Infrastructure: Construction, Maintenance, Modernization
All types of infrastructure spending creates jobs. Additionally, new infrastructure creates new commercial opportunities (ex. airports for air freight) and reduces costs (ex. roads for travel efficiency). But infrastructure maintenance does not. Therefore, new infrastructure has much higher marginal value than maintaining infrastructure, from both a tax revenue and business growth perspective.
Infrastructure modernization sits in the middle. Energy-efficient upgrades with a quick payback period are a great combination of maintenance (ex. old equipment was going to break down in 2 years, new one will last 20 years) and cost-effectiveness (ex. new equipment pays for itself in 5 years with energy savings). On the other hand, lifespan upgrades can be great in terms of cost per year, but are weak in terms of adding tax revenue much like maintenance.
For a balanced budget, infrastructure must be thought of as a continuous expense based on the costs of construction and maintenance over the lifespan of the installation.
Central Banking: Money Supply, Purchasing Power, Velocity of Money
It is in the nation's interest to properly control its national money supply using the best of known currency economics. Just as it is clear that a growing economy cannot operate on only a million dollars in circulation, the money supply of a modern nation must be flexible to increase or decrease. It is widely accepted that inflation is better than deflation, to promote consumer spending and business investment while reducing the burden of debt and mitigating the acts of hoarding and scalping currency. Thus the monetary goal of a modern nation has been to err towards inflation but keep it low.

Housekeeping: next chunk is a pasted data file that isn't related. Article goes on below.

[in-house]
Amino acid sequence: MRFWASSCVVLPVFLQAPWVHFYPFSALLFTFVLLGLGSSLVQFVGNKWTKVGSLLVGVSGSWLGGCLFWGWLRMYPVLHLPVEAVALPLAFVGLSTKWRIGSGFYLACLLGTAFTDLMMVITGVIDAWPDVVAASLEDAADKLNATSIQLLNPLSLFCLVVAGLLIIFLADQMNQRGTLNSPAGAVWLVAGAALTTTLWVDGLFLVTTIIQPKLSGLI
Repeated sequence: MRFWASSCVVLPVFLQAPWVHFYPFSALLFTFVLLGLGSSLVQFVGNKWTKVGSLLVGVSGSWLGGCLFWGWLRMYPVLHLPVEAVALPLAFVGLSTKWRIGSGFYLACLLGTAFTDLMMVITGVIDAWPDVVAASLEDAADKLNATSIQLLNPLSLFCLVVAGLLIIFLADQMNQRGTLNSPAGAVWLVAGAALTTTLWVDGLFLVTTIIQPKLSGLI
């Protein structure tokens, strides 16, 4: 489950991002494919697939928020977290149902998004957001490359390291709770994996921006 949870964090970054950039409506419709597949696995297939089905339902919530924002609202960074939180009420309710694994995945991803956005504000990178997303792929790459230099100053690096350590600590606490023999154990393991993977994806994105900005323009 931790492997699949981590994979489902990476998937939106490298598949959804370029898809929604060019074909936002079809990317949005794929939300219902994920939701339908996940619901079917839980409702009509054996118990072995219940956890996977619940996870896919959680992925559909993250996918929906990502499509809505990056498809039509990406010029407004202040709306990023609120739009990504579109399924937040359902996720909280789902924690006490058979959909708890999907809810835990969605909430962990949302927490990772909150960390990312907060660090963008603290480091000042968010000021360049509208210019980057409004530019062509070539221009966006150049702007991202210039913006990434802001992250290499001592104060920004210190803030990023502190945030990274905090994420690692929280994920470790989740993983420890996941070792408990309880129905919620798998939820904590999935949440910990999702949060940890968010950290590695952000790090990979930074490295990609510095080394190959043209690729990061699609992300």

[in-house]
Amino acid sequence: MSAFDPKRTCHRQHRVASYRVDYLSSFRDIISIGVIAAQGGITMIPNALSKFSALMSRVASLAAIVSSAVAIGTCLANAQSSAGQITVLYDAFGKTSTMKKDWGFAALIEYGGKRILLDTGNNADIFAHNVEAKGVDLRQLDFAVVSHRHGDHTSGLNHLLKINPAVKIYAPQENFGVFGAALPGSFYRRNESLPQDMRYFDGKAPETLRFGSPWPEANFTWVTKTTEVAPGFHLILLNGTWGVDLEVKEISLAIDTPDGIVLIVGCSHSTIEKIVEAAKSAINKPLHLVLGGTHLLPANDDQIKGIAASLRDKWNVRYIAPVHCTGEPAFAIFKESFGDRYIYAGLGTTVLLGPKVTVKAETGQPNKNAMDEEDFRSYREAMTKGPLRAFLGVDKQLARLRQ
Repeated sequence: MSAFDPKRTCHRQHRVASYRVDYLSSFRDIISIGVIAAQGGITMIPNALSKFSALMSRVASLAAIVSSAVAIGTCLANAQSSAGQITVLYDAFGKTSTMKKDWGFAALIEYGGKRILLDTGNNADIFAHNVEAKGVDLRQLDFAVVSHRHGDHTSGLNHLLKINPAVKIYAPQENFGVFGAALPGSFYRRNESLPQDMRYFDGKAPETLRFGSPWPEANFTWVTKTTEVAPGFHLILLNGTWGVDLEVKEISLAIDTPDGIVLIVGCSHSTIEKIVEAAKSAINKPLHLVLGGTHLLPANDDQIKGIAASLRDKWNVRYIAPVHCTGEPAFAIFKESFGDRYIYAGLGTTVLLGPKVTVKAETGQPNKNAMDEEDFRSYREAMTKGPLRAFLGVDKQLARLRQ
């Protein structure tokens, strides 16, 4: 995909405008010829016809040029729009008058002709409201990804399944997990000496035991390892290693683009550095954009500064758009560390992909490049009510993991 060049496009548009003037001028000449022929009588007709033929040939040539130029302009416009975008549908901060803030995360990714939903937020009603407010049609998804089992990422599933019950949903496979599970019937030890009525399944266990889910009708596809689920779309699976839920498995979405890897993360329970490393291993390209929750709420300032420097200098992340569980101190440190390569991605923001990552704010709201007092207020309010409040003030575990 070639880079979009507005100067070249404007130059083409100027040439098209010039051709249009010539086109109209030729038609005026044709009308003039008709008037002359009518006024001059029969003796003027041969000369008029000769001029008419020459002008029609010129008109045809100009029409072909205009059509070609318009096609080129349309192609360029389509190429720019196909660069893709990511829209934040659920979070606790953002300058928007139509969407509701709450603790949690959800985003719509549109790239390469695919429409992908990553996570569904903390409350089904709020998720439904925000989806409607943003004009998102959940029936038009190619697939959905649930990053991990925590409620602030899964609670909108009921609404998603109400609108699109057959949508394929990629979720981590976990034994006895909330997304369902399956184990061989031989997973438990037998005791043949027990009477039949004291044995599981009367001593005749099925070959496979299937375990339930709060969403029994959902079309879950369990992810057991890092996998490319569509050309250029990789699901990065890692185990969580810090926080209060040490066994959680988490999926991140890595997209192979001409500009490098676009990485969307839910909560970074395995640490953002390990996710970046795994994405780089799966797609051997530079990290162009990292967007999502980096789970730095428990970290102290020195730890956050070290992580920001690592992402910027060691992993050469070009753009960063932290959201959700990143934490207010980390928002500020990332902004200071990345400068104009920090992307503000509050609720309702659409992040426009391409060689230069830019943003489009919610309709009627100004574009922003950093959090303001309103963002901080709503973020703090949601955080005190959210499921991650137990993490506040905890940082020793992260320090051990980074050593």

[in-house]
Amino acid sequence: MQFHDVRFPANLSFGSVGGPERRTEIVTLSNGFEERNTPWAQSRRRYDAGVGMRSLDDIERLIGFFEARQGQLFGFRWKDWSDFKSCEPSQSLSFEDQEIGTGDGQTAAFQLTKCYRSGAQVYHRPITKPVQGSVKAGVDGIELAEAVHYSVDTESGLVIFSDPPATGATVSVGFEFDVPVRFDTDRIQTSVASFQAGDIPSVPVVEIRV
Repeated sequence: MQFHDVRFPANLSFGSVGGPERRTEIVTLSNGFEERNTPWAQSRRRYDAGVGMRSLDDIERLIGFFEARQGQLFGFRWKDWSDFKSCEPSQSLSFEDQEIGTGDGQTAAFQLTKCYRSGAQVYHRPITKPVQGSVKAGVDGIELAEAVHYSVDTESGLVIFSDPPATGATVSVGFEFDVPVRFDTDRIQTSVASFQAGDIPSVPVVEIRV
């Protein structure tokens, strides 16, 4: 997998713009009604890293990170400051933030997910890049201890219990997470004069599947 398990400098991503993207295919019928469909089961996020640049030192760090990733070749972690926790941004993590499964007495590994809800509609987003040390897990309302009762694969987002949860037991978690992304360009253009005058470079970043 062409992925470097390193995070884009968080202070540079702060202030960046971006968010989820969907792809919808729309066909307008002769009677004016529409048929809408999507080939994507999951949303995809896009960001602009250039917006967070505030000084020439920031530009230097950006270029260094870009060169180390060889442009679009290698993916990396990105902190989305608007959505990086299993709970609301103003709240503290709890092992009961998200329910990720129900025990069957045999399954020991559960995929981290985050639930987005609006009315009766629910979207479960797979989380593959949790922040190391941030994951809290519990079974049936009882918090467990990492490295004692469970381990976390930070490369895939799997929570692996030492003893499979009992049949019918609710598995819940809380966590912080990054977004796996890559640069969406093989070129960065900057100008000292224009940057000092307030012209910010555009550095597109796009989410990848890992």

The purchasing power of a national currency starts with its legal enforcement and the priced services of the government. Purchasing power is stabilized by the direct prices that businesses set independently from each other. One of the root factors of inflation is the price escalation of basic materials and fuels such as wood and oil.
Contrary to the sentiment of the average household with a salaried income, money is not a zero sum system. The economy is vitally based on the circulation of money. The velocity of money flow matters, as does the actual individuals and businesses through which the flow occurs. Every purchase has a butterfly effect on the economy because the person who gets your money will then spend it in a certain way. A somewhat predictable chain of money circulation emerges. Decision time and transaction time are significant. To reduce transaction time, modern nations should strive to make money transfer tremendously fast and easy. Decision time is a responsibility better filled by the private sector. Strong circulation of money is fast and flows through many people for full employment.